Captivity narratives are usually stories of people captured by enemies whom they consider uncivilized, or whose beliefs and customs they oppose. The best-known captivity narratives are those concerning the indigenous peoples of North America. These narratives (and questions about their accuracy) have an enduring place in literature, history, ethnography, and the study of Native peoples.

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  • Captivity narratives are usually stories of people captured by enemies whom they consider uncivilized, or whose beliefs and customs they oppose. The best-known captivity narratives are those concerning the indigenous peoples of North America. These narratives (and questions about their accuracy) have an enduring place in literature, history, ethnography, and the study of Native peoples. However, captivity narratives have also come to play a major role in the study of contemporary religious movements, thanks to scholars of religion like David G. Bromley and James R. Lewis. In this article, both main types of captivity narratives are considered.Traditionally, historians have made limited use of certain captivity narratives. They have regarded the genre with suspicion because of its ideological underpinnings. As a result of new scholarly approaches, historians with a more certain grasp of Native American cultures are distinguishing between plausible statements of fact and value-laden judgements in order to study the narratives as rare sources from "inside" Native societies.Contemporary historians such as Linda Colley and anthropologists such as Pauline Turner Strong have also found the narratives useful in analyzing how the colonists constructed the "other", as well as what the narratives reveal about the settlers' sense of themselves and their culture, and the experience of crossing the line to another. Colley has studied the long history of English captivity in other cultures, both the Barbary pirate captives who preceded those in North America, and British captives in cultures such as India, after the North American experience.Certain North American captivity narratives involving Native peoples were published from the 18th through the 19th centuries, but they reflected a well-established genre in English literature. There had already been English accounts of captivity by Barbary pirates, or in the Middle East, which established some of the major elements of the form. Following the American experience, additional accounts were written after British people were captured during exploration and settlement in India and East Asia.Other types of captivity narratives, such as those recounted by apostates from religious movements (i.e. "cult survivor" tales), have remained an enduring feature of modern media, and currently appear in books, periodicals, film, and television.The unifying factor in most captivity narratives, whether they stem from geopolitical or religious conflicts, is that the captive portrays the captors' way of life as alien, undesirable, and incompatible with the captive's own (typically dominant) culture. This underscores the utility of captivity narratives in garnering support for social control measures, such as removing Native Americans to "reservations", or stigmatizing participation in religious movements – whether Catholicism in the nineteenth century, or ISKCON in the twentieth. (en)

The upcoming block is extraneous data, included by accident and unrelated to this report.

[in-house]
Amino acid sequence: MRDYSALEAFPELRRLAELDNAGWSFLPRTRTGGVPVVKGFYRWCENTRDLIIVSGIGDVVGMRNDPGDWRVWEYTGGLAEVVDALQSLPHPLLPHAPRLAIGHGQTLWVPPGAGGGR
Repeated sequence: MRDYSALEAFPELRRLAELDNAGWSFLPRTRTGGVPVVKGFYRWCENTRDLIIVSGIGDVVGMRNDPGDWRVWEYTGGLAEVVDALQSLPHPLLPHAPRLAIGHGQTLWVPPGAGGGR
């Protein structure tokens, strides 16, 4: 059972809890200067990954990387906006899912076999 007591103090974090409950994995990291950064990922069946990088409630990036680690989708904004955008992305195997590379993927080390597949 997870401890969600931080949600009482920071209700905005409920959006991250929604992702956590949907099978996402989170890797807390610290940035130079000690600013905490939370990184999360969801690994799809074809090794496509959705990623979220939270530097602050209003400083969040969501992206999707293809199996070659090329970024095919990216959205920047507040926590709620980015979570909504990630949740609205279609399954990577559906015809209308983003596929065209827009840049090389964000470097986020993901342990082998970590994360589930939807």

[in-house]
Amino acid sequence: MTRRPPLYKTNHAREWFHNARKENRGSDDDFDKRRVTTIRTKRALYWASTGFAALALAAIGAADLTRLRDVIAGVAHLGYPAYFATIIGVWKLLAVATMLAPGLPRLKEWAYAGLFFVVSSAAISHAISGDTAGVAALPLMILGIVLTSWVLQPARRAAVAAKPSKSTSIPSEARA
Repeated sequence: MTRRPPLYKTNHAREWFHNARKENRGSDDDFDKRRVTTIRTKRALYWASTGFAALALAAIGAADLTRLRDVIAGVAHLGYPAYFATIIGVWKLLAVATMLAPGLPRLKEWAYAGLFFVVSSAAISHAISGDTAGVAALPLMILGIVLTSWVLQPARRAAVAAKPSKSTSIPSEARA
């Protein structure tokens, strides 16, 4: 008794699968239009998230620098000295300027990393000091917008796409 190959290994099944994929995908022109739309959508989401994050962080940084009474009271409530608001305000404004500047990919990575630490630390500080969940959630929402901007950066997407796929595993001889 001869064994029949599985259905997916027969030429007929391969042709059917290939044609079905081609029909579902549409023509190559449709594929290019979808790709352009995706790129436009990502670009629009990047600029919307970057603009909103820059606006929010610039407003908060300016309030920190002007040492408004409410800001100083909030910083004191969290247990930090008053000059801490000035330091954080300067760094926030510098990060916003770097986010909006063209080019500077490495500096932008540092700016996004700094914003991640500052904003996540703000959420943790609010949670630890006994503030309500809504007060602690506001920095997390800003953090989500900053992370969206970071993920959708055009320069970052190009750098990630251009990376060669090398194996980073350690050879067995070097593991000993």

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  • Captivity narratives are usually stories of people captured by enemies whom they consider uncivilized, or whose beliefs and customs they oppose. The best-known captivity narratives are those concerning the indigenous peoples of North America. These narratives (and questions about their accuracy) have an enduring place in literature, history, ethnography, and the study of Native peoples. (en)
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  • Captivity narrative (en)
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